Full notes A* summary notes This page: C/B summary notes
The logical problem of evil as a version of the problem of evil (Mackie)
- Mackie argues that an all-powerful God would be able to stop evil and an all-loving God would be motivated to stop evil.
- Logically, something can’t exist if there’s a being with the power and motivation to eliminate it.
- So, if evil exists, then God cannot exist.
- Evil, omnipotence & omnibenevolence form an inconsistent triad – meaning they cannot all exist.
The evidential problem of evil as a version of the problem of evil (Hume or Rowe)
- Hume puts forward an evidential problem of evil.
- Hume thinks it is actually logically possible for God and evil to exist.
- However, evil is evidence against God’s existence.
- The evidence of evil that we see in the world means belief in God is not justified.
- There could be a God technically, but the evidence is against it.
Augustine’s theodicy (response to the problem of evil)
- Augustine says that God allows evil because we deserve it.
- He says “evil is either sin or punishment for sin”.
- The ‘fall’ of humanity due to Adam & Eve disobeying God caused original sin – a corruption in human nature giving us an irresistible temptation to sin. This explains moral evil – the evil humans do to each other.
- As punishment, God banished us from the garden of eden into this fallen world, which explains natural evil – evil resulting from the workings of the natural world e.g. disease and natural disasters.
Augustine vs the logical problem
- Original sin violates moral responsibility & incompatibility with omnibenevolence.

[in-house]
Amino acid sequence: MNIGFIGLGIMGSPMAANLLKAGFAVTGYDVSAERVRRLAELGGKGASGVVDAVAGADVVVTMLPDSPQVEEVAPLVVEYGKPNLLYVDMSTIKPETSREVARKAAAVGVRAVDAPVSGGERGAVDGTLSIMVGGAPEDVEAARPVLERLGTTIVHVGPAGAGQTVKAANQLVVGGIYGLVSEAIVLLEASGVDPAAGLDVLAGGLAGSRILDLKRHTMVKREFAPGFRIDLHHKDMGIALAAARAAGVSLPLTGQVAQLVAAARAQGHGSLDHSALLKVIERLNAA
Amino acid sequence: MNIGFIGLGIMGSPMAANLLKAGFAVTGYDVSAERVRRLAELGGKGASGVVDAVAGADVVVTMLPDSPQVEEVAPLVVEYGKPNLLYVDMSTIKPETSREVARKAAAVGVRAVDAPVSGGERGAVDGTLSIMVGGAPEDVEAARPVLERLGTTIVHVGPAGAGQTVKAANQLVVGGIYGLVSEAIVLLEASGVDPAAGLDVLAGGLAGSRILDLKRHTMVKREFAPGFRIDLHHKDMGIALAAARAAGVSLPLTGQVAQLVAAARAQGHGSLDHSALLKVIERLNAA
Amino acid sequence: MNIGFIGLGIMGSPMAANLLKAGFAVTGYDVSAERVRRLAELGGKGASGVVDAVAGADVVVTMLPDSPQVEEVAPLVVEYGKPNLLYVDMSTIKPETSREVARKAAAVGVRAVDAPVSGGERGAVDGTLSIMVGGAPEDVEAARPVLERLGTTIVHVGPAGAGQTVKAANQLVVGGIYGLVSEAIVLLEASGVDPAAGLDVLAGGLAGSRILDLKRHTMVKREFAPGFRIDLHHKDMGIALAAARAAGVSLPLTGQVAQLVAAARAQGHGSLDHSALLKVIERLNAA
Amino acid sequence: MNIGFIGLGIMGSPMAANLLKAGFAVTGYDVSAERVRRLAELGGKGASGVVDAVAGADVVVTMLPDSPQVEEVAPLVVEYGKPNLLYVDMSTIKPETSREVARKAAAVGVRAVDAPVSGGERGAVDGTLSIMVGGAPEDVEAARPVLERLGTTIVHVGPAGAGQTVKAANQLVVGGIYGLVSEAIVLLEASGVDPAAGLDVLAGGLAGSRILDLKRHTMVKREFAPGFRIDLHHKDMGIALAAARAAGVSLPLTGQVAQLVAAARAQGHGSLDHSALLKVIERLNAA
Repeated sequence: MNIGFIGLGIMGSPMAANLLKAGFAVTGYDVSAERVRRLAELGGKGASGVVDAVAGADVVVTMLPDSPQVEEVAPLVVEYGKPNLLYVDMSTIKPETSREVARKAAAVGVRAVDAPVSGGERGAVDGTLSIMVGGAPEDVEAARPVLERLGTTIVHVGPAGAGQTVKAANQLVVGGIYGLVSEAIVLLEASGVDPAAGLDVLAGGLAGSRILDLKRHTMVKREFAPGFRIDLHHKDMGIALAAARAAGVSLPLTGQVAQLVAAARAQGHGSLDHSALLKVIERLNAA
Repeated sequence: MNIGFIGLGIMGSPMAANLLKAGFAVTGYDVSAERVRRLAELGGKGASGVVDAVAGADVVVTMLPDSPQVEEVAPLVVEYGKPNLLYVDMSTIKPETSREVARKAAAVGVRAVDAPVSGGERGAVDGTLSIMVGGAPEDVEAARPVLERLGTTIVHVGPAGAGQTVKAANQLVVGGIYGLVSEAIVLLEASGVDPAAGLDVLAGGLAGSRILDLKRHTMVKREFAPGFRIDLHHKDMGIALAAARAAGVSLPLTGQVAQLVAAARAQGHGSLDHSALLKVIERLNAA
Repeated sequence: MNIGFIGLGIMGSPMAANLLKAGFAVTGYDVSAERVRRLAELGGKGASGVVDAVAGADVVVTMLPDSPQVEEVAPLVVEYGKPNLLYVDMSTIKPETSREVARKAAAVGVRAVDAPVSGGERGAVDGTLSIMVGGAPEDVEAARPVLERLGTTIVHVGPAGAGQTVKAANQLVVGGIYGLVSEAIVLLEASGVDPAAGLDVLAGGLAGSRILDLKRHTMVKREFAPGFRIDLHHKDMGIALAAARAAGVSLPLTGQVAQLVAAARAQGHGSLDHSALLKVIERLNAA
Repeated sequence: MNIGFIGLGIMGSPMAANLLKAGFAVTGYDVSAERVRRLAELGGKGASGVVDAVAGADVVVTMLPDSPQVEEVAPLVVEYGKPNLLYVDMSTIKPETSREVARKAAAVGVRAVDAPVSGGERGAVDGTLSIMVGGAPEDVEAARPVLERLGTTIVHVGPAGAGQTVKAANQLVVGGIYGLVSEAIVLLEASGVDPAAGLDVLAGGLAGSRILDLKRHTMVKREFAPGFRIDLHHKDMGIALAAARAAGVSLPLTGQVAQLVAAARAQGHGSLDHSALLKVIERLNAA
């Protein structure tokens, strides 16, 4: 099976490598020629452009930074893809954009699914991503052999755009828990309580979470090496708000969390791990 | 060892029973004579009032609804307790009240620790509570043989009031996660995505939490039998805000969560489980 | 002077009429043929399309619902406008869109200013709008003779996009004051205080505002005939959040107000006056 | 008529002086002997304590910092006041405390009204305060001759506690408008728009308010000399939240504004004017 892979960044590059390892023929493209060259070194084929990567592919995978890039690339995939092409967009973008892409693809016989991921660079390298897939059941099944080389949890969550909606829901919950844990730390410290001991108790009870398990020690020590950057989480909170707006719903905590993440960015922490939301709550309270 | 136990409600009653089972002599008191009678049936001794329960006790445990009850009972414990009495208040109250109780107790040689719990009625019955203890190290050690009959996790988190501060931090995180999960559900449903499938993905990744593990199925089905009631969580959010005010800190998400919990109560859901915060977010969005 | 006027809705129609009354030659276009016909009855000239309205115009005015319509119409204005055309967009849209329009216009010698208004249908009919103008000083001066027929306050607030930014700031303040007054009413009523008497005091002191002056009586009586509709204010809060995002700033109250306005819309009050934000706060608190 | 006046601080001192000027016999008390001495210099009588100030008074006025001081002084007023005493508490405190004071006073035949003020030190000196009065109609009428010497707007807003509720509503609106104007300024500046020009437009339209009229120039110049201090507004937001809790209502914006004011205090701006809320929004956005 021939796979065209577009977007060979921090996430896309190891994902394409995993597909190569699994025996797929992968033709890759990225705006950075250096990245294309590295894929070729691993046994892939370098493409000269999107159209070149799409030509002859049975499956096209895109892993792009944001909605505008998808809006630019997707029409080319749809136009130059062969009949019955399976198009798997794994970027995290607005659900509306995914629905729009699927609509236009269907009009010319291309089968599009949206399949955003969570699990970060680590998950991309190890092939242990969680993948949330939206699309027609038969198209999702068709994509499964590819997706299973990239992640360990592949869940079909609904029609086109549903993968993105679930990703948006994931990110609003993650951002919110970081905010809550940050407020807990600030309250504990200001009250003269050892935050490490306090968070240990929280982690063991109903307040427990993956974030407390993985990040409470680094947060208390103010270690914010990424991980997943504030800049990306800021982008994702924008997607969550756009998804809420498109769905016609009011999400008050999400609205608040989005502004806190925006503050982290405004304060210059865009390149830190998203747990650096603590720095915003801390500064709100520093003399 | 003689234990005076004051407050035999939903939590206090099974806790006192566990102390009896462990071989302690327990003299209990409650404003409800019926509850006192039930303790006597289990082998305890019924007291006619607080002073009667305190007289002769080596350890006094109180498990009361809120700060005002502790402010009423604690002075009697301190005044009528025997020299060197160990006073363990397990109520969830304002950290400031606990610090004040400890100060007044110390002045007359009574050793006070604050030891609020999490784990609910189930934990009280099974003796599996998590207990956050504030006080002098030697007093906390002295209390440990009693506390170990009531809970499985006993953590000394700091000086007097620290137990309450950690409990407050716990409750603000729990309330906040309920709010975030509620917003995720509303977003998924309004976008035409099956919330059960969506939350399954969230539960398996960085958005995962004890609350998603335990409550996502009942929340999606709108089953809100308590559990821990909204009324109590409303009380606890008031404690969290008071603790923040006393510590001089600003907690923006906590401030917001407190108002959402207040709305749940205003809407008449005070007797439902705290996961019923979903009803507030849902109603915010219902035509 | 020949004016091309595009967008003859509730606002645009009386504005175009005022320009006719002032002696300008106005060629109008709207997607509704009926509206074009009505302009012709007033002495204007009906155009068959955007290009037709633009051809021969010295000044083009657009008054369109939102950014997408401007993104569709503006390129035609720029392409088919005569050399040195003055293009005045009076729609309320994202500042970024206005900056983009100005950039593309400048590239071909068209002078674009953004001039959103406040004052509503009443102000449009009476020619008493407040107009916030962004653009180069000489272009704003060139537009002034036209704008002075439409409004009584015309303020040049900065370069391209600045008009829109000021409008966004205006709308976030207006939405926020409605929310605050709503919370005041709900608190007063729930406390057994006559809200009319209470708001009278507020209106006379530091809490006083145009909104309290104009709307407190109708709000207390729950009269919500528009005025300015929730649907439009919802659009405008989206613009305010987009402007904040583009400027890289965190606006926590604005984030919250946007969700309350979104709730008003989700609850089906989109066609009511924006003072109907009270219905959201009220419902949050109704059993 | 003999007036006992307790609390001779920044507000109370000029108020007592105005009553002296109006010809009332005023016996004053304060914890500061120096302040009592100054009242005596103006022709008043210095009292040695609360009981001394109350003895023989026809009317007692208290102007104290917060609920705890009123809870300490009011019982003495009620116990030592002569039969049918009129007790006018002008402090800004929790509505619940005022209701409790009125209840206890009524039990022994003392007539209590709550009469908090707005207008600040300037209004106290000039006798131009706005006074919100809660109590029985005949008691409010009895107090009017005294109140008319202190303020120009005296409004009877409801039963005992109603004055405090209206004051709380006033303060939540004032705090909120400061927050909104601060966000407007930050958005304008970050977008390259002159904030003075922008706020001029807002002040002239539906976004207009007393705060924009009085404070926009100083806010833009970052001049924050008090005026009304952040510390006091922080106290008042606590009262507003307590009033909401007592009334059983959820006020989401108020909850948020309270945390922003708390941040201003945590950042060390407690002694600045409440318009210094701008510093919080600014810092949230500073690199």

- Criticism of Augustine: how can it be fair for us to be punished for the actions of Adam and Eve?
- Their disobedience was not our fault, so it cannot be loving for God to punish us for that.
Evaluation of Augustine vs the logical problem
- Augustine responds: we aren’t punished for their actions, we are punished because we are sinful beings – because we are born with original sin!
Augustine vs the evidential problem
- Criticism of Augustine: there is lots of scientific evidence against the fall – evolution suggests we evolved.
- The idea that sin is inherited is unscientific nonsense.
Evaluation of Augustine vs the evidential problem
- Maybe the fall story didn’t happen – but there is still good evidence for original sin – look at how terrible humans are e.g. Nazis.
Irenaeus & Hick’s theodicy (response to the problem of evil)
- God allows evil because it serves the good purpose of soul-making – character development.
- To become good people and deserve heaven, we must choose good over evil.
- In that case, we need evil in order to become good.
- E.g. if you see someone suffering from disease, you might become a better person through being more compassionate.
- So, evil is required for us to be able to develop into good people who deserve to go to heaven.
Irenaeus & Hick vs the logical problem
- Criticism of Irenaeus/Hick: Why didn’t God just create us good to begin with..?
- This whole process of soul-making is unnecessary and evil.
Evaluation of Irenaeus & Hick vs the logical problem
- However – Irenaeus/Hick argue God can’t make us good.
- A good person is one who has freely chosen good over evil. If God makes us good – then we aren’t really choosing good ourselves, and then we wouldn’t really be good.
- So, Soul-making is necessary.
Irenaeus & Hick vs the evidential problem
- Criticism of Irenaeus/Hick: there is lots of evil that does not help soul-making.
- E.g. a child who dies of cancer – they were too young to understand what was happening, there’s no way that evil helped them become a better person – in fact it prevented that.
- Some evil is soul-breaking, causing people to become depressed etc – it’s not soul-making.
Evaluation of Irenaeus & Hick vs the evidential problem
- Maybe other people could have learned lessons from the child dying.
- E.g. their parents.